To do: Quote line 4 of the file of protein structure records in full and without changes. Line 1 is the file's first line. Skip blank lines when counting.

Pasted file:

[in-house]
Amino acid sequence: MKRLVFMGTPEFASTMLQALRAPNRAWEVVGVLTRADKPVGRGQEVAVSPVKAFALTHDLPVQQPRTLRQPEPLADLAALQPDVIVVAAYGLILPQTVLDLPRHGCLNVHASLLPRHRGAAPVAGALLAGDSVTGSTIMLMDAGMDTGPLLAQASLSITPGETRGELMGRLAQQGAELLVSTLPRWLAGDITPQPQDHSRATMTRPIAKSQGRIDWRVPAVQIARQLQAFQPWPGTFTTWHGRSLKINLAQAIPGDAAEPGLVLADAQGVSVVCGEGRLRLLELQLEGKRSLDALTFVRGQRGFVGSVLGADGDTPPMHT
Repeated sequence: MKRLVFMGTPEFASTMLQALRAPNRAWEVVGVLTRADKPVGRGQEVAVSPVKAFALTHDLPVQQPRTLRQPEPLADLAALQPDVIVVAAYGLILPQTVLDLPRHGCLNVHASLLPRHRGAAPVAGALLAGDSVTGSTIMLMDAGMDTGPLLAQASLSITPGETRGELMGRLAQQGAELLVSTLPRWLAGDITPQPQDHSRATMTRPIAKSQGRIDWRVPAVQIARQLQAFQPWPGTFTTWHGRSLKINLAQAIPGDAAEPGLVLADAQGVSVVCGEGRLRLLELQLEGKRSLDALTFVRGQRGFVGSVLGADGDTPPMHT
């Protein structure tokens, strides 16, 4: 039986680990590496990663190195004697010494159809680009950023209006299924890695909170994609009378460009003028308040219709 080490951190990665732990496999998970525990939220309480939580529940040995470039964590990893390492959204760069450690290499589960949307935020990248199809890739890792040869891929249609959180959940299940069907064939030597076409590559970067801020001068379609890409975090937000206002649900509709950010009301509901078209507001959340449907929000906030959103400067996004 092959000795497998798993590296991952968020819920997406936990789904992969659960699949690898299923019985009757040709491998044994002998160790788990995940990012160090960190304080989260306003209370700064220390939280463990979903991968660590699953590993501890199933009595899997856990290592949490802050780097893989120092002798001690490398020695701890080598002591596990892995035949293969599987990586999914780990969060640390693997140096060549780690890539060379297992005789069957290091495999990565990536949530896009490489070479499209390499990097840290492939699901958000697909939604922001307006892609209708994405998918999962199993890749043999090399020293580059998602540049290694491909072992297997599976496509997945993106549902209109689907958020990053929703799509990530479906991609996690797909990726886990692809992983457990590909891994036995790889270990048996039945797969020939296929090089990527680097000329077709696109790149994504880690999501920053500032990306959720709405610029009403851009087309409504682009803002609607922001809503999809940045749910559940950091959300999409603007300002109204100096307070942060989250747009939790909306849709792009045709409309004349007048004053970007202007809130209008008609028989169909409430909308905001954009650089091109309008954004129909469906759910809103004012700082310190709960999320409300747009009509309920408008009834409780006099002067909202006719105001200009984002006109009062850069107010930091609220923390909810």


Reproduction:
């Protein structure tokens, strides 16, 4: 039986680990590496990663190195004697010494159809680009950023209006299924890695909170994609009378460009003028308040219709 080490951190990665732990496999998970525990939220309480939580529940040995470039964590990893390492959204760069450690290499589960949307935020990248199809890739890792040869891929249609959180959940299940069907064939030597076409590559970067801020001068379609890409975090937000206002649900509709950010009301509901078209507001959340449907929000906030959103400067996004 092959000795497998798993590296991952968020819920997406936990789904992969659960699949690898299923019985009757040709491998044994002998160790788990995940990012160090960190304080989260306003209370700064220390939280463990979903991968660590699953590993501890199933009595899997856990290592949490802050780097893989120092002798001690490398020695701890080598002591596990892995035949293969599987990586999914780990969060640390693997140096060549780690890539060379297992005789069957290091495999990565990536949530896009490489070479499209390499990097840290492939699901958000697909939604922001307006892609209708994405998918999962199993890749043999090399020293580059998602540049290694491909072992297997599976496509997945993106549902209109689907958020990053929703799509990530479906991609996690797909990726886990692809992983457990590909891994036995790889270990048996039945797969020939296929090089990527680097000329077709696109790149994504880690999501920053500032990306959720709405610029009403851009087309409504682009803002609607922001809503999809940045749910559940950091959300999409603007300002109204100096307070942060989250747009939790909306849709792009045709409309004349007048004053970007202007809130209008008609028989169909409430909308905001954009650089091109309008954004129909469906759910809103004012700082310190709960999320409300747009009509309920408008009834409780006099002067909202006719105001200009984002006109009062850069107010930091609220923390909810």